Collon History, Family Crest & Coats of Arms
The earliest origins of the name Collon date back to the time of the Anglo-Saxons. The name is derived from the personal name Nicholas. A common diminutive of the name Nicholas was Colin. 
Saint Collen was a 7th-century monk who gave his name to Llangollen, Denbighshire which translates from the Welsh as "church of the hazel-wood."
Early Origins of the Collon family
The surname Collon was first found in various counties throughout old Britain. By example, the Hundreorum Rolls of 1273 list William de Colince or Colunce as holding lands at Chadlington, Oxford, and Hugh de Culunce had custody of Pont Orson temp. King John, c. 1200. Ernis de Coulonces married a daughter of William de Warrenne, Earl of Surrey, temp. Henry I. and Hugh de Colonches in 1165, held a barony of four fees. Adam de Coulnce paid a fine to the King in Oxfordshire 1203, and Hugh de Coulnce confirmed lands to Mottisfont Priory 
We must look to Somerset to view an early entry for an early phonetic match to the more popular spellings of today. For it is there that John Colyngs was listed as holding lands, 1 Edward III (during the first year of the reign of King Edward III.) 
Down in Cornwall, the Halset manor in Lesnewth, "belonged to the family of Colyn but in the reign of James I. it was the property of Thomas Southcott, Esq. and Mr. Humphrey Brown." 
Again in Cornwall, "the manor of Luxulian was in the family of Collins in the reign of Elizabeth, after which it became the property of the Kendalls." 
Early History of the Collon family
This web page shows only a small excerpt of our Collon research. Another 105 words (8 lines of text) covering the years 1500, 1576, 1651, 1624, 1711, 1618, 1667, 1623, 1690, 1625, 1683, 1653, 1705, 1697, 1660, 1172 and are included under the topic Early Collon History in all our PDF Extended History products and printed products wherever possible.
Collon Spelling Variations
Until quite recently, the English language has lacked a definite system of spelling rules. Consequently, Anglo-Saxon surnames are characterized by a multitude of spelling variations. Changes in Anglo-Saxon names were influenced by the evolution of the English language, as it incorporated elements of French, Latin, and other languages. Although Medieval scribes and church officials recorded names as they sounded, so it is common to find one person referred to by several different spellings of his surname, even the most literate people varied the spelling of their own names. Variations of the name Collon include Collins, Collin, Collings, Colling, Collis, Caullins, Caulling, Caullings, Caullis, Colins, Colings, Coliss and many more.
Early Notables of the Collon family (pre 1700)
Distinguished members of the family include Samuel Collins (1576-1651), an English clergyman and academic, Regius Professor of Divinity at Cambridge and Provost of King's College, Cambridge; and his son, John Collins (1624-1711), an English academic and politician; Abraham Cowley (1618-1667), an English poet born in the City of London; John Collinges (1623-1690), an English Presbyterian theologian, participant in the Savoy Conference, ejected minister, and prolific writer; John Collins (1625-1683), an...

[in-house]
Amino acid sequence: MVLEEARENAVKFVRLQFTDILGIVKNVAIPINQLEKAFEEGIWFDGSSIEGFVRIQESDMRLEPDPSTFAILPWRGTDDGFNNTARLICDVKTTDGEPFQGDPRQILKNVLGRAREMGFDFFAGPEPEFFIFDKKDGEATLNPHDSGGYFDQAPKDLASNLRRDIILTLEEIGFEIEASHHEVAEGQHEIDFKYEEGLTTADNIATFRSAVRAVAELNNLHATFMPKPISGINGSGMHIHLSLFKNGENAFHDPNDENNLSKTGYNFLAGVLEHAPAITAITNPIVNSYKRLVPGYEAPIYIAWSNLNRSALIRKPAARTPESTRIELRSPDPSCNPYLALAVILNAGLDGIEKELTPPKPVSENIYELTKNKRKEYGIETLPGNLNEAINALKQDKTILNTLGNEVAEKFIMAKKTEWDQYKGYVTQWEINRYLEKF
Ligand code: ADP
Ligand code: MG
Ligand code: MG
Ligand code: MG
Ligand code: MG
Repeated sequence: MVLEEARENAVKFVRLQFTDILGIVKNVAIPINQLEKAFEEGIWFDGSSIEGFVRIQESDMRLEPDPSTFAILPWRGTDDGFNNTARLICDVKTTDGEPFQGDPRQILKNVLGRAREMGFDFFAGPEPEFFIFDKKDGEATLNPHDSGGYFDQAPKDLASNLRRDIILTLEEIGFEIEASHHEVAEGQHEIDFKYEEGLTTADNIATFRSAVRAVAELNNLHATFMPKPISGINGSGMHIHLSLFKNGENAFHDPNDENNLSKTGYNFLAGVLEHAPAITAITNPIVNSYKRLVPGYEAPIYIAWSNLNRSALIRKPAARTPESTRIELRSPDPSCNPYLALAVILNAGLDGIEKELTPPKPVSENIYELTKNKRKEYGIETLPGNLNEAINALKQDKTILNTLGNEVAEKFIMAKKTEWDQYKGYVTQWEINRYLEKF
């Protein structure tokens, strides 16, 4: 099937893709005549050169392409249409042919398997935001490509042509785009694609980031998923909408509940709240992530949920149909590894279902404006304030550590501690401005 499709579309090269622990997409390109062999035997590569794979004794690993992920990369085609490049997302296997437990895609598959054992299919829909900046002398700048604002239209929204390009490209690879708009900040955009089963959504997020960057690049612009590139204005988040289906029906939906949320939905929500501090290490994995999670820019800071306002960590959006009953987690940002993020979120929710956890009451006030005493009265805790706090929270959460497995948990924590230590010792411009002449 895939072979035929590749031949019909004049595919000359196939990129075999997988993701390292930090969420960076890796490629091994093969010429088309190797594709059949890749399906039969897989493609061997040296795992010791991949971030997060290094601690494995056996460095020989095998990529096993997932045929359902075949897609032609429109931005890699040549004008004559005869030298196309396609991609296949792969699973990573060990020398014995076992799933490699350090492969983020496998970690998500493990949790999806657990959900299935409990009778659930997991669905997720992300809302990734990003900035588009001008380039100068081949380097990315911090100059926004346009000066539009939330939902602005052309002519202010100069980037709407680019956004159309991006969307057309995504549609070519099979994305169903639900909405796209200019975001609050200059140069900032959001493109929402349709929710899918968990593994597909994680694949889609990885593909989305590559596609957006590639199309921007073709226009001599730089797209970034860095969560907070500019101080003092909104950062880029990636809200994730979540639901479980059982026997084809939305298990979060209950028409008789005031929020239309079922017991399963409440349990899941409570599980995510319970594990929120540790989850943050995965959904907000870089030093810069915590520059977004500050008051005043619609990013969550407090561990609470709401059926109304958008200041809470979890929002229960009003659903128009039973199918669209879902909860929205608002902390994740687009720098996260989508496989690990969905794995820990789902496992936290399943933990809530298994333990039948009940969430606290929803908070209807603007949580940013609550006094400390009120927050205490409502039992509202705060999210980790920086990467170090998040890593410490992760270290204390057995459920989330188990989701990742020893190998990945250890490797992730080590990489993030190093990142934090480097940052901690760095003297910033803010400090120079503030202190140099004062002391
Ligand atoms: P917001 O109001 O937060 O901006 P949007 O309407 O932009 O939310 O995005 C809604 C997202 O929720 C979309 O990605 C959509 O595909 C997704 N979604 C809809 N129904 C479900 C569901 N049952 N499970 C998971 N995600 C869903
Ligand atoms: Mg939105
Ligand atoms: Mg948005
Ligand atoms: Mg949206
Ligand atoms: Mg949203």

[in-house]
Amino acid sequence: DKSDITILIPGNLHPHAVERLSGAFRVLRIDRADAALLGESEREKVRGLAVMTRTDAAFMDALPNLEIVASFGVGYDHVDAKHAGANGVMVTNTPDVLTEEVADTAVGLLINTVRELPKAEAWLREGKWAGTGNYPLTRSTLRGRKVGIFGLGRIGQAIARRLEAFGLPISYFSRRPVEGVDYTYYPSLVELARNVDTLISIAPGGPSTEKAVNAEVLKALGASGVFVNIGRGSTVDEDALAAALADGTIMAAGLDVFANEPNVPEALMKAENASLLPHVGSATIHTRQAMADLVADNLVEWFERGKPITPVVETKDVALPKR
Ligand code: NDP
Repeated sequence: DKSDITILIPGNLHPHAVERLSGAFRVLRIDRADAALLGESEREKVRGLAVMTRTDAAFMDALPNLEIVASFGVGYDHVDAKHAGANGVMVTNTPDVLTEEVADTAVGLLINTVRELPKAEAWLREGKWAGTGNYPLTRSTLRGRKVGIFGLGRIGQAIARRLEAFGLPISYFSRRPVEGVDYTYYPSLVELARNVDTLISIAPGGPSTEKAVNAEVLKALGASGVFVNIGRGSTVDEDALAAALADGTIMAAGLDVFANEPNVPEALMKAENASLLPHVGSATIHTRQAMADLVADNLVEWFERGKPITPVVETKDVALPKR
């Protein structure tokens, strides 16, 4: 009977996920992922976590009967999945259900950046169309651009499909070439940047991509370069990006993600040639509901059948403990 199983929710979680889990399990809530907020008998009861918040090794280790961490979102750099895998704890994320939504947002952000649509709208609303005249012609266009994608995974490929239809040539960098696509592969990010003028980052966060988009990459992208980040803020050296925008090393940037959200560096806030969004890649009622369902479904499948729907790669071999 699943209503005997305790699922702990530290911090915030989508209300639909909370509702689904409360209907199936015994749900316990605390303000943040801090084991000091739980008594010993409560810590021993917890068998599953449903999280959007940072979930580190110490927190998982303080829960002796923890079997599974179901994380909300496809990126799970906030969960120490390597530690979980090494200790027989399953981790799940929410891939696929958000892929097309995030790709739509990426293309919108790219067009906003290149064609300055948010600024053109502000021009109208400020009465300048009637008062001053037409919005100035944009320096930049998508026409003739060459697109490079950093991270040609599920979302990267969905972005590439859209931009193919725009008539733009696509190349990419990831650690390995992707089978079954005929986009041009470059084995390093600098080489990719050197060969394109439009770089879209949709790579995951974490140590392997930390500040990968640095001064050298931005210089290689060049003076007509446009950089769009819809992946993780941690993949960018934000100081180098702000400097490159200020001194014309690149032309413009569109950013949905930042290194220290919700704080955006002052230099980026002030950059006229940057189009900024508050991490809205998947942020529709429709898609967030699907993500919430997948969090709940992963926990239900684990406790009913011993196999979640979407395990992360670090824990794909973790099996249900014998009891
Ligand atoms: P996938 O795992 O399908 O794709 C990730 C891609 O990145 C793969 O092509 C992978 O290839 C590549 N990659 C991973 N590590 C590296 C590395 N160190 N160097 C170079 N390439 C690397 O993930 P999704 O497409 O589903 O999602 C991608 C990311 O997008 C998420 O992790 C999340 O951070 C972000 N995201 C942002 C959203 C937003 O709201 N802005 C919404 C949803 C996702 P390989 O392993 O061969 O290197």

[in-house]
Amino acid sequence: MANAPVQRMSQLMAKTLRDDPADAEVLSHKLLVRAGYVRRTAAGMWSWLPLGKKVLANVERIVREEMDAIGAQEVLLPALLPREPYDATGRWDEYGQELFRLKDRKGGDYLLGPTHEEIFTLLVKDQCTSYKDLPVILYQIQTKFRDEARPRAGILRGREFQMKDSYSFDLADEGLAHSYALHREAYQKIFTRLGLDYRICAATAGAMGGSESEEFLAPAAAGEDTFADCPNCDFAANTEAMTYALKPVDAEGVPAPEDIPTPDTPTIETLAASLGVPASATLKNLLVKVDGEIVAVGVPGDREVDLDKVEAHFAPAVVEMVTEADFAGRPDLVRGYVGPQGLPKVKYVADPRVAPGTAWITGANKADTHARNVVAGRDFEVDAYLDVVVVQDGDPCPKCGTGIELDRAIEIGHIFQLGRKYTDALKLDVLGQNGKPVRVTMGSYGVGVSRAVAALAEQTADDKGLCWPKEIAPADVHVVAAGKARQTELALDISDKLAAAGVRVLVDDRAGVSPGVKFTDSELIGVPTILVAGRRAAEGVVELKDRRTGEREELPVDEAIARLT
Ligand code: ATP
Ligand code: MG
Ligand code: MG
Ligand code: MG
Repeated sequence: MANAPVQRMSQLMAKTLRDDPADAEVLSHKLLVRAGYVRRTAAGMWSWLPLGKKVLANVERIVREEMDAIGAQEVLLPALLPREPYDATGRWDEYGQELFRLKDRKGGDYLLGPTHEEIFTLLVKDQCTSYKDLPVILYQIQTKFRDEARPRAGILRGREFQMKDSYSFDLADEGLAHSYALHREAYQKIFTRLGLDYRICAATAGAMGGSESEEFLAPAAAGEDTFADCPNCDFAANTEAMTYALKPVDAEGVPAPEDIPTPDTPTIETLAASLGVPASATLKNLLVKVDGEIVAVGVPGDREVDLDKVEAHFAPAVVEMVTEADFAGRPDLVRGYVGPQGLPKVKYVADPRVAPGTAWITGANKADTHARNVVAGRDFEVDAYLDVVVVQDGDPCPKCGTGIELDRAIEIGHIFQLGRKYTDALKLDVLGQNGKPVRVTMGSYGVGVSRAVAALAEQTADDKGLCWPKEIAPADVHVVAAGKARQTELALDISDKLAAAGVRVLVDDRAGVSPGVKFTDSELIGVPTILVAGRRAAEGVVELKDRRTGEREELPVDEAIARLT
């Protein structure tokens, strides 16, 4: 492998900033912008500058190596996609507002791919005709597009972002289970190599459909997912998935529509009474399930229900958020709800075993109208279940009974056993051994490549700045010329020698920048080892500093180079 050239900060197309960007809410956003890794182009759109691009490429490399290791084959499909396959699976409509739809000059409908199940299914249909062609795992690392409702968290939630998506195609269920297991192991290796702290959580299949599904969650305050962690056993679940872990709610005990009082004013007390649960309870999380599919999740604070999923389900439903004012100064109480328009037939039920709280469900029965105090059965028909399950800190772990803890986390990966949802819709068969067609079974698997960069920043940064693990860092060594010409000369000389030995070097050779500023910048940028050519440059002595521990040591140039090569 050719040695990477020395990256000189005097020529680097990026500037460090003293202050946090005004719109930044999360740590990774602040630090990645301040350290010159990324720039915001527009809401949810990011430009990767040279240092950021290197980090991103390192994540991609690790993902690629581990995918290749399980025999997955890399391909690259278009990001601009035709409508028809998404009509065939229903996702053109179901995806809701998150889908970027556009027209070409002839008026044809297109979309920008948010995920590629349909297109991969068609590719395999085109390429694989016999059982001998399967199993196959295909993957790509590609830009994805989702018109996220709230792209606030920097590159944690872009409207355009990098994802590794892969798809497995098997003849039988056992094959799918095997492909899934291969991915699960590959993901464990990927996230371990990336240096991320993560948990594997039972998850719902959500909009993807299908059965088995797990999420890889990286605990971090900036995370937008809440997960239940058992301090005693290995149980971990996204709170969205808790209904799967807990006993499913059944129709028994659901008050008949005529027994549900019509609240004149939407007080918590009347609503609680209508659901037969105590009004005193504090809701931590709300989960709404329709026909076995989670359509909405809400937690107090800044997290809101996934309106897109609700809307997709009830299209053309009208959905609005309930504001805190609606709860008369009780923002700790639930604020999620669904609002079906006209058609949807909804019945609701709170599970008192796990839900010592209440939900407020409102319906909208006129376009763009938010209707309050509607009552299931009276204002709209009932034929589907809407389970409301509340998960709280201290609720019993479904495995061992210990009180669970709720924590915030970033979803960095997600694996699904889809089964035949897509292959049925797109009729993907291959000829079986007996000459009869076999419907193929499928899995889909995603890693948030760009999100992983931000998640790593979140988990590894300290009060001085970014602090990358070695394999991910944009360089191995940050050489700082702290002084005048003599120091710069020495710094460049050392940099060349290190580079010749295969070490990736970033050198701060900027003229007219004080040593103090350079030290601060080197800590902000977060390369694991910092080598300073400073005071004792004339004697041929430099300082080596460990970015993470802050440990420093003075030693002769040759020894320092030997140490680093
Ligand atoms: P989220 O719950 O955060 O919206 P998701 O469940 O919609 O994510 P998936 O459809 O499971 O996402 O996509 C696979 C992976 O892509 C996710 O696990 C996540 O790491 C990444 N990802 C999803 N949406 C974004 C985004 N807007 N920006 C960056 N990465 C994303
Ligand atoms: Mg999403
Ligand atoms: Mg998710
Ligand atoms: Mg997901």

Another 70 words (5 lines of text) are included under the topic Early Collon Notables in all our PDF Extended History products and printed products wherever possible.
Migration of the Collon family to Ireland
Some of the Collon family moved to Ireland, but this topic is not covered in this excerpt.
Another 72 words (5 lines of text) about their life in Ireland is included in all our PDF Extended History products and printed products wherever possible.
Collon migration to the United States +
Searching for a better life, many English families migrated to British colonies. Unfortunately, the majority of them traveled under extremely harsh conditions: overcrowding on the ships caused the majority of the immigrants to arrive diseased, famished, and destitute from the long journey across the ocean. For those families that arrived safely, modest prosperity was attainable, and many went on to make invaluable contributions to the development of the cultures of the new colonies. Research into the origins of individual families in North America revealed records of the immigration of a number of people bearing the name Collon or a variant listed above:
Collon Settlers in United States in the 17th Century
- Nicholas Collon, aged 19, who landed in Barbados in 1635 
Collon migration to Australia +
Emigration to Australia
followed the First Fleets
of convicts, tradespeople and early settlers. Early immigrants include:
Collon Settlers in Australia in the 19th Century
- Jane Collon, aged 14, who arrived in South Australia in 1854 aboard the ship "Lord Raglan" 
Related Stories +
- ^ Smith, Eldson Coles, New Dictionary of American Family Names New York, Harper & Row, 1956. Print
- ^ The Norman People and Their Existing Descendants in the British Dominions and the United States Of America. Baltimore: Genealogical Publishing, 1975. Print. (ISBN 0-8063-0636-X)
- ^ Dickinson, F.H., Kirby's Quest for Somerset of 16th of Edward the 3rd London: Harrison and Sons, Printers in Ordinary to Her Majesty, St, Martin's Lane, 1889. Print.
- ^ Hutchins, Fortescue, The History of Cornwall, from the Earliest Records and Traditions to the Present Time. London: William Penaluna, 1824. Print
- ^ Filby, P. William, Meyer, Mary K., Passenger and immigration lists index : a guide to published arrival records of about 500,000 passengers who came to the United States and Canada in the seventeenth, eighteenth, and nineteenth centuries. 1982-1985 Cumulated Supplements in Four Volumes Detroit, Mich. : Gale Research Co., 1985, Print (ISBN 0-8103-1795-8)
- ^ South Australian Register Wednesday 25th October 1854. (Retrieved 2010, November 5) Lord Raglan 1854. Retrieved http://www.theshipslist.com/ships/australia/lordraglan1854.shtml